Special Events

Support Ubuntu and gain access to special events from talks to our Annual Gala: Gather! We’ll update this page regularly with all events going on and ways you can get involved!

Gather 2019

Ubuntu’s 2nd Annual Fundraising Gala


Join us once again for Gather 2019 - Ubuntu’s Annual Fundraising Gala!

This year we are thrilled to offer a silent auction and raffle for some amazing prizes, dinner catered by Cafe 15,
our 2020 Season Announcement, and a number of other surprises!

Bring your friends, bring your family, and bring your wallet to support
Ubuntu Theater Project—Oakland's only year-round theater company!

For more information, please visit our website here!

Oliver Ranch.jpg



On September 8, 2019, 40 Ubuntu supporters attended a very special fundraising event at Oliver Ranch, a world-class outdoor museum of site-specific installations in Sonoma County. The event included a tour of the grounds and 18 remarkable site-specific installations commissioned by art collector Steve Oliver by internationally recognized artists, including Andy Goldsworthy, Bill Fontana, Ann Hamilton, Richard Serra, and many others.

After the tour guests enjoyed a delicious lunch at Seghesio Family Vineyards while discussing the “state of art” with notable Bay Area theater artists Philip Kan Gotanda, Philippa Kelly, and Carey Perloff, facilitated by Ubuntu Executive Director, Michael Moran.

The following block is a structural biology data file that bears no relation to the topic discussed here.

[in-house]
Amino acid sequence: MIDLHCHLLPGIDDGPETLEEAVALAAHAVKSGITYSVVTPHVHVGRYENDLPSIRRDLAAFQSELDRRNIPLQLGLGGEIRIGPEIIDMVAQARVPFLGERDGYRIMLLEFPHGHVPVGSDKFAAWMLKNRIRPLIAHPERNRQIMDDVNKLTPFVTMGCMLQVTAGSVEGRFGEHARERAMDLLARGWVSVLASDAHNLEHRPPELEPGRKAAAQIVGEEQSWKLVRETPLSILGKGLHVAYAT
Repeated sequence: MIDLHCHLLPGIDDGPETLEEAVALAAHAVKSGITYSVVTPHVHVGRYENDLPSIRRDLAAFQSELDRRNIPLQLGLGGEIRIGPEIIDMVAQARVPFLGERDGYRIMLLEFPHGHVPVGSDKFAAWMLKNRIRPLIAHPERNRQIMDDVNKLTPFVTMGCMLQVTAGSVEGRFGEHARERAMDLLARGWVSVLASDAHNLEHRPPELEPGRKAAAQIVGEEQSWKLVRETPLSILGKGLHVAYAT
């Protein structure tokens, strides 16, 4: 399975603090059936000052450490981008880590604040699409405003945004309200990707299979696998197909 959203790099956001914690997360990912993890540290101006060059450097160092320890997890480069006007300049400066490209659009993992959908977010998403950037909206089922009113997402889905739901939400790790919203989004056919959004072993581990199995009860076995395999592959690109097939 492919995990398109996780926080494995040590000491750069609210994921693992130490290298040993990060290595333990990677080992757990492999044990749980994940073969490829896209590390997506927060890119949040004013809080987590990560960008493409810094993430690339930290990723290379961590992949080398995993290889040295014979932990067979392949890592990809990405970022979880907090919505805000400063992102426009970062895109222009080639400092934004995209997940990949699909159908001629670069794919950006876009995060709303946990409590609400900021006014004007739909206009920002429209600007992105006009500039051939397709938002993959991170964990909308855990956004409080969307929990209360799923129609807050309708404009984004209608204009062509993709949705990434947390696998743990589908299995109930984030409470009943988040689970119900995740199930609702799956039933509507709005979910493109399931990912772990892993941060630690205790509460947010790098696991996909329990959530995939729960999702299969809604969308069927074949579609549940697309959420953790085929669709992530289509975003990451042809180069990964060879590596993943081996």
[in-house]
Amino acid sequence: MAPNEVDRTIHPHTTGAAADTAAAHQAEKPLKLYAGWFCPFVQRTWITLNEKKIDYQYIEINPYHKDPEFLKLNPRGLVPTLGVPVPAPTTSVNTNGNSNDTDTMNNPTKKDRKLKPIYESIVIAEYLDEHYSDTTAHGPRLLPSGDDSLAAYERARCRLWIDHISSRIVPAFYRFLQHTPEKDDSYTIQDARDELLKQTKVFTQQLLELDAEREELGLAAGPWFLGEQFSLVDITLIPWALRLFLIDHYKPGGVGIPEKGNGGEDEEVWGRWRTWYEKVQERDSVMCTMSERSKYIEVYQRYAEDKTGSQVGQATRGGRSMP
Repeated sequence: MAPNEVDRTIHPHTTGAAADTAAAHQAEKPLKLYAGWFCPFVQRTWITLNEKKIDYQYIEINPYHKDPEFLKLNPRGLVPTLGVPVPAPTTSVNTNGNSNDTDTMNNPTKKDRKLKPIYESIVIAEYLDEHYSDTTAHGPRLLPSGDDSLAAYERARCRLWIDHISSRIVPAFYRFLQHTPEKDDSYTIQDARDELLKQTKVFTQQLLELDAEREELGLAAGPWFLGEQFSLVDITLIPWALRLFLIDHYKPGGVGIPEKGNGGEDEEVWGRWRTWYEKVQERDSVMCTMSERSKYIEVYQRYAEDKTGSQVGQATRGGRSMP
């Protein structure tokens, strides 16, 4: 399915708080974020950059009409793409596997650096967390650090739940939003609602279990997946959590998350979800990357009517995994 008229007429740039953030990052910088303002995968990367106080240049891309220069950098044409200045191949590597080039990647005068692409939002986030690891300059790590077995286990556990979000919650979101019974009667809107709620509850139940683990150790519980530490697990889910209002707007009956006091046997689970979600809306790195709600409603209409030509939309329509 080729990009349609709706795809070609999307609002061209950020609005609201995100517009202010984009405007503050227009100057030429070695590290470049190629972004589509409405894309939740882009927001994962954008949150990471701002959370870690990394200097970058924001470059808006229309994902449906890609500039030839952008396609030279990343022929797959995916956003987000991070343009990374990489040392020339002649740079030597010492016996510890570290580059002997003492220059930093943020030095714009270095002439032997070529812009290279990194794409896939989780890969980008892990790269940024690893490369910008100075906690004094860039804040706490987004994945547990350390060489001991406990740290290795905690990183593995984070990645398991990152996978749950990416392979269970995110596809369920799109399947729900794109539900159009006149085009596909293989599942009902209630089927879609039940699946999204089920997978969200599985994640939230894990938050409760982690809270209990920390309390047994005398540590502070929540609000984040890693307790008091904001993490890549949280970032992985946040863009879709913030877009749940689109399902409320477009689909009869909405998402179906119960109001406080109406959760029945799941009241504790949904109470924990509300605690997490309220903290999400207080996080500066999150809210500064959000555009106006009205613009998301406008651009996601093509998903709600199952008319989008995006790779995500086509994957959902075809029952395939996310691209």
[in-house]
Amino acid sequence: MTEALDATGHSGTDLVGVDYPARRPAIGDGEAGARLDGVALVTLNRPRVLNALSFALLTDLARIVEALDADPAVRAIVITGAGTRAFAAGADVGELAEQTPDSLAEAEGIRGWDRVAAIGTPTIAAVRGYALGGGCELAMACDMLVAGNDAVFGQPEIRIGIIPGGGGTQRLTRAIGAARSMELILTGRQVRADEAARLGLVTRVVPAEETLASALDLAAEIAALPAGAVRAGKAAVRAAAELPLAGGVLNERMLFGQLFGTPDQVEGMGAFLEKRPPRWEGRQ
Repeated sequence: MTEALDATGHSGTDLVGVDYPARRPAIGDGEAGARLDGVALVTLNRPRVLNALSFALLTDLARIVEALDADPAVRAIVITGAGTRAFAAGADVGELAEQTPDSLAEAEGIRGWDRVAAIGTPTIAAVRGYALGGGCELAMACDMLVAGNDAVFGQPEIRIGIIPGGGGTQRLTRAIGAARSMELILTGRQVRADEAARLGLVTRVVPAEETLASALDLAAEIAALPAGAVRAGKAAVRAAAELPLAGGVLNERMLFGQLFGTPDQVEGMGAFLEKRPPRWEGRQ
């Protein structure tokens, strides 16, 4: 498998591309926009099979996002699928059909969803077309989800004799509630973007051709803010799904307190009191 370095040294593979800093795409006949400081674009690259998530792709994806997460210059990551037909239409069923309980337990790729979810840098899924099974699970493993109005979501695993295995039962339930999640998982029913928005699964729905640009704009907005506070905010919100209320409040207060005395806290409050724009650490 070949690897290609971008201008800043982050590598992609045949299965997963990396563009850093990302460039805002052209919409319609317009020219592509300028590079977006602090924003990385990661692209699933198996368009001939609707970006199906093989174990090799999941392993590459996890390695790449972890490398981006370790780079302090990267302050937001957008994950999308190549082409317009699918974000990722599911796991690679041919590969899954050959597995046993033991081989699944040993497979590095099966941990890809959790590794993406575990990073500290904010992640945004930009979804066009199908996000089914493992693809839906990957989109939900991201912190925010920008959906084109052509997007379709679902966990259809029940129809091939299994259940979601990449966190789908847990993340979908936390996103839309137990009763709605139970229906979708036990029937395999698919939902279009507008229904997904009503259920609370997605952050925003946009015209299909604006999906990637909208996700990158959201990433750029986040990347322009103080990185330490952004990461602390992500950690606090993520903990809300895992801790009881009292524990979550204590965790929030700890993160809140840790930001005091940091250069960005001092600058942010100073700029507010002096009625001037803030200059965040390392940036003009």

With the support of of many supporters we were able to raise over $6,000 for updates to our new home at Flax Art & Supply!

About Oliver Ranch

Located in the heart of Sonoma County, 70 miles north of San Francisco, and known internationally for its wineries and scenic pleasures, the Oliver Ranch is home to 18 remarkable site-specific installations; the most recent of which is Ann Hamilton’s The tower where commissioned dance, poetry, theatre, and music performances take place. The picturesque 100-acre property was originally bought by Steve and Nancy Oliver in 1981 to graze a few extra sheep from, as Steve says, “My daughter’s 4-H project gone bad.” The ranch’s evolution from exiled sheep quarters to world-renowned sculpture ranch was gradual and organic, a natural convergence of the Olivers’ longstanding passion for art and deep connection to the land.